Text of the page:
About Exoplanets Digest Blog
Hi, thanks for stopping by this blog. I am an astrophysicist, educator, and author of this blog, which is designed to fill a certain niche. The main goal is to take selected results (or “issues”) from the scientific literature on exoplanets (and related physics) and make them accessible to all, in a digestable form, without the razzamatazz and obscuration of “normal” science reporting. I hope the result is entertaining and engaging (although the word entertain in scientific circles doesn’t mean you’ll be rolling around on the floor in stitches or that the blog will make you feel good!). If you want more from science reporting than just the “biggest this,” and the “hottest that,” then this blog is for you. On the other hand, if you suffer from insomnia I would definitely recommend staying away from this blog. It is not designed to improve your quality of life!
I have many interests in physics and astrophysics and this is just one of them. The study of exoplanets is one of the youngest fields of science. In just a couple of decades the number of planets discovered outside our solar system has exploded from a handful to hundreds, soon to reach 1,000. The rate at which our knowledge is expanding is unprecedented, so this is a very exciting time.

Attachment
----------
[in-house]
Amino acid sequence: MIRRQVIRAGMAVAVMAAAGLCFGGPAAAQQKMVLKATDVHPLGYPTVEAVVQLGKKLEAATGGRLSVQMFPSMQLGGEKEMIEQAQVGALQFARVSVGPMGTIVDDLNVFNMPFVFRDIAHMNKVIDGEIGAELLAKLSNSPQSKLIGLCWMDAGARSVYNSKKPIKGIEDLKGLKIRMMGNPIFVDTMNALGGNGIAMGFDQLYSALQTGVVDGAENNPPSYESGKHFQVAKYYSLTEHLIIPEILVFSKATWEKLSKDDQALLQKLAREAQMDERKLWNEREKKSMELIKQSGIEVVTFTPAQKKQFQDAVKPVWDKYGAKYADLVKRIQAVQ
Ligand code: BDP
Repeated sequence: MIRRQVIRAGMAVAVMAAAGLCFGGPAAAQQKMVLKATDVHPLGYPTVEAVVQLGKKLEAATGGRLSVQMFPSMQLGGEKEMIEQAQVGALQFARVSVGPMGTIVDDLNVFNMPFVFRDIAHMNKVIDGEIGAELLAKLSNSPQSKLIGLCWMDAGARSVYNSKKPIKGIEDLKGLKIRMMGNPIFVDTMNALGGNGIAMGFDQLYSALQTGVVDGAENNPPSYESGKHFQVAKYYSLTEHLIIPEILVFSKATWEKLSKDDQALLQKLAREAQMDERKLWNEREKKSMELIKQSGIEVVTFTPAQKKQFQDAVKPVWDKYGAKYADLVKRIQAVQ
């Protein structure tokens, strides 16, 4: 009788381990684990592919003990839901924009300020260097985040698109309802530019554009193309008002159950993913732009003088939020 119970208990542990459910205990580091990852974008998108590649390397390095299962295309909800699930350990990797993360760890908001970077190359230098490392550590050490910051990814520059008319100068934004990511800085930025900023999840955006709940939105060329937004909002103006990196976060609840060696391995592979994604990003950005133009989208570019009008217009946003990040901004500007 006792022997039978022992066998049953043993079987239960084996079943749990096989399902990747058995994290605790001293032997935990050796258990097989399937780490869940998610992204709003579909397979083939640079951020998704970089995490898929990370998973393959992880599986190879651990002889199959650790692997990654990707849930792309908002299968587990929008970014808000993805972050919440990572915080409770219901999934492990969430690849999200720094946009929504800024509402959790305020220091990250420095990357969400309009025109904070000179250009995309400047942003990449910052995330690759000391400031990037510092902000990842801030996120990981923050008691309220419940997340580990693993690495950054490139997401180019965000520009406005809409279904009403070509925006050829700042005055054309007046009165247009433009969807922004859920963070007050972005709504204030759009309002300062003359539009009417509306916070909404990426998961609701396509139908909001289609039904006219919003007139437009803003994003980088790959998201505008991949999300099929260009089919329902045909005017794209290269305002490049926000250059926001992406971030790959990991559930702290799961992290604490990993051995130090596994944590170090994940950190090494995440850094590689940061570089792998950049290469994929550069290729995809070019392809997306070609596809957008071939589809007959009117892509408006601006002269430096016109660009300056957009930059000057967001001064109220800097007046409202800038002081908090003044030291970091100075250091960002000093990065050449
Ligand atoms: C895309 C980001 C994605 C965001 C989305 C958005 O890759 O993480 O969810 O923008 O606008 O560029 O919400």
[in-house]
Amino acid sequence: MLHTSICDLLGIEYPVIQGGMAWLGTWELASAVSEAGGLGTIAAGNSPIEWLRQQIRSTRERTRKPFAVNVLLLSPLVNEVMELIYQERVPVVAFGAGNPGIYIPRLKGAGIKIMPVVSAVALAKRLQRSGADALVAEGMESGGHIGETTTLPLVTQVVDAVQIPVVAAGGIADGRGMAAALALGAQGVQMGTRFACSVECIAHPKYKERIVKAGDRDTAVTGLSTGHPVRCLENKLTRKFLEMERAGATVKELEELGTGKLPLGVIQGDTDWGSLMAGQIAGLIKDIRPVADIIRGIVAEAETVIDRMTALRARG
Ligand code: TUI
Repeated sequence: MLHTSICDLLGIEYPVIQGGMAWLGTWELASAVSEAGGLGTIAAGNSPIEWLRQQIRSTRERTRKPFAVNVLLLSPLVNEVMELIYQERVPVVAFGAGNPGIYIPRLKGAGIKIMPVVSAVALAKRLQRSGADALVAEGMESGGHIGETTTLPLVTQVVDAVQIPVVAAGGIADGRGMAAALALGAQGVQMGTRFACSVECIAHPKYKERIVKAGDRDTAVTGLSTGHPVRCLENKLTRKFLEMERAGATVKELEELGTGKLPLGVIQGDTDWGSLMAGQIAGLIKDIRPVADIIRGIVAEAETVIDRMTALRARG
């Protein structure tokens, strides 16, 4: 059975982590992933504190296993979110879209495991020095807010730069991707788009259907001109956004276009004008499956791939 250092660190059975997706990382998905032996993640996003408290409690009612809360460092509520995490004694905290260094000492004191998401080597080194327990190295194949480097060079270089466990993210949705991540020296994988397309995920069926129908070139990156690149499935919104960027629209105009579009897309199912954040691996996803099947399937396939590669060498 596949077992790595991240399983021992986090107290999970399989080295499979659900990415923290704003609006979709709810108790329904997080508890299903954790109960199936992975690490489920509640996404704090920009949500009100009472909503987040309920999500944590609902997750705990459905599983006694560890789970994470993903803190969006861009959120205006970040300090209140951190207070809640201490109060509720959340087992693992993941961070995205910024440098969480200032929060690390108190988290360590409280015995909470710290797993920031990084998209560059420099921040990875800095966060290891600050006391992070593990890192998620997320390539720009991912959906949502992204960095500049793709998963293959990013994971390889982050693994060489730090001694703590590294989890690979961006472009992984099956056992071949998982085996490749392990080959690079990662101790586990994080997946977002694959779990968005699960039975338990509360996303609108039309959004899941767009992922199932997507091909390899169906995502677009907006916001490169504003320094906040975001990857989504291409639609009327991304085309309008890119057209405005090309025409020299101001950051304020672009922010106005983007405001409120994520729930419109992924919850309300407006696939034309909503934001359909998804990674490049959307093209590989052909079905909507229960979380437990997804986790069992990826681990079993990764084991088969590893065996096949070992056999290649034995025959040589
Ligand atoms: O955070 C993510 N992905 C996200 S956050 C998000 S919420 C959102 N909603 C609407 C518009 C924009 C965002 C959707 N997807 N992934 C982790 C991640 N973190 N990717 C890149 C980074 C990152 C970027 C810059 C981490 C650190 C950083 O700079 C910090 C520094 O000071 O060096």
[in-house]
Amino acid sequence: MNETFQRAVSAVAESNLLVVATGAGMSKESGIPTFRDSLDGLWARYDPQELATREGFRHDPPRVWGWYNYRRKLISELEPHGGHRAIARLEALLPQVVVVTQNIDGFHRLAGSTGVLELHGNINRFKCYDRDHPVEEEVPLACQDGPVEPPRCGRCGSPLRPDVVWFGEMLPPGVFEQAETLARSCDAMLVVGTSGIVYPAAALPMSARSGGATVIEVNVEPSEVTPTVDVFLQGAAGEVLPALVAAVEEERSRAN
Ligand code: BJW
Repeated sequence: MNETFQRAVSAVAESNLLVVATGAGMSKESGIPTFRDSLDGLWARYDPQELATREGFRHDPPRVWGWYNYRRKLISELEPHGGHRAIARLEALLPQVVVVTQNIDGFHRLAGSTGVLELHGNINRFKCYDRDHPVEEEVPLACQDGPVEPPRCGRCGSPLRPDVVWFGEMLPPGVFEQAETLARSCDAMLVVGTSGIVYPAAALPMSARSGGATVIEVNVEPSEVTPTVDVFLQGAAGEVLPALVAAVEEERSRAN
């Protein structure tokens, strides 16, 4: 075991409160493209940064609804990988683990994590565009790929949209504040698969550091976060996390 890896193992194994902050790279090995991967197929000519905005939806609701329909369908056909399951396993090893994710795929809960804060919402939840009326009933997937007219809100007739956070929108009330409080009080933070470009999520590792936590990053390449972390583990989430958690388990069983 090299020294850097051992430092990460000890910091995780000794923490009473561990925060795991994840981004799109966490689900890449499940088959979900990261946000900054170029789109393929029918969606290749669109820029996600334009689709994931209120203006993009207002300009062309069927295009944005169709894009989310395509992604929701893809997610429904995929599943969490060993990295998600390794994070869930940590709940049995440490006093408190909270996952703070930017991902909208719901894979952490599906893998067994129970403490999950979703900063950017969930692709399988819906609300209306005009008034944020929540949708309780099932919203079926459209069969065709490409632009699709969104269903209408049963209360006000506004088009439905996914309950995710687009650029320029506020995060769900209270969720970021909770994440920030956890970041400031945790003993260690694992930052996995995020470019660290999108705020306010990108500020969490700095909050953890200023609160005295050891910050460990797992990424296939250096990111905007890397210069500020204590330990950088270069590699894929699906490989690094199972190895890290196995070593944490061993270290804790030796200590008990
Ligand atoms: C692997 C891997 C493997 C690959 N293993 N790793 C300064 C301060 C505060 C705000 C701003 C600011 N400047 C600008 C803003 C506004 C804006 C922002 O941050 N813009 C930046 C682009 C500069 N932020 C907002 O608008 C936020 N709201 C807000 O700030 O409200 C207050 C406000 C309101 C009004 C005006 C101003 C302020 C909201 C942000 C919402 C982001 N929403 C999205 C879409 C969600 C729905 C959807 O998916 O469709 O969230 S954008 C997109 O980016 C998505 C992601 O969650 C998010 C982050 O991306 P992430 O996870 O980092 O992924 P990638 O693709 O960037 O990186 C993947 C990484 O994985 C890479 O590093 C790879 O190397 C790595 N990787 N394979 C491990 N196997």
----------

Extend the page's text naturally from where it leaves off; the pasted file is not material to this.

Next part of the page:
So, who is this blog aimed at? I will not report every “blip” of information: there are plenty of outlets “out there,” both online and offline that do that already. However, there is also a lot of noise and misinformation in the science reporting. A common problem is that science reporting often switches assumptions with conclusions, confusing what we actually know with conjectures or postulates. The purpose of this blog is to stand above the noise and take a look at selected papers in the scientific literature and, in plain language, tell you what the original paper really says about a particular topic. This will be of interest to the layperson as well as the educator (whether at school or college), and professional scientist who does not have time to read the original literature.
I have also written a book in the same spirit, called Exoplanets and Alien Solar Systems. It is being said by experts in the field that the astronomy books will have to be rewritten because of the new and unexpected discoveries about exoplanets that conflict with current theories. Well, that rewriting has already begun with Exoplanets and Alien Solar Systems. In particular, I suggest a new line of investigation for planet formation in which planetary progenitors originate in the ejecta of the host star. I am probably wrong about that but the current theory of planet formation is based on a physical impossibility and does not work. This blog will also occassionally touch on other topics in physics and astrophysics.
Brief Bio. Dr. Tahir Yaqoob is an astrophysicist and educator with over 25 years of experience. He obtained a B.A. and M.A. in physics from the University of Oxford, England, and a Ph.D. in astrophysics from the University of Leicester, England. Dr. Yaqoob has many interests in physics and astrophysics and has published over 120 research papers in peer-reviewed international journals. He has taught and mentored students across the entire academic range, from elementary levels to those in Ph.D. programs, and has trained postgraduate students and postdoctoral researchers to become established scientists and professors in physics and astrophysics. Dr. Yaqoob is also a member of the editorial board of the international peer-reviewed journal ISRN Astronomy and Astrophysics.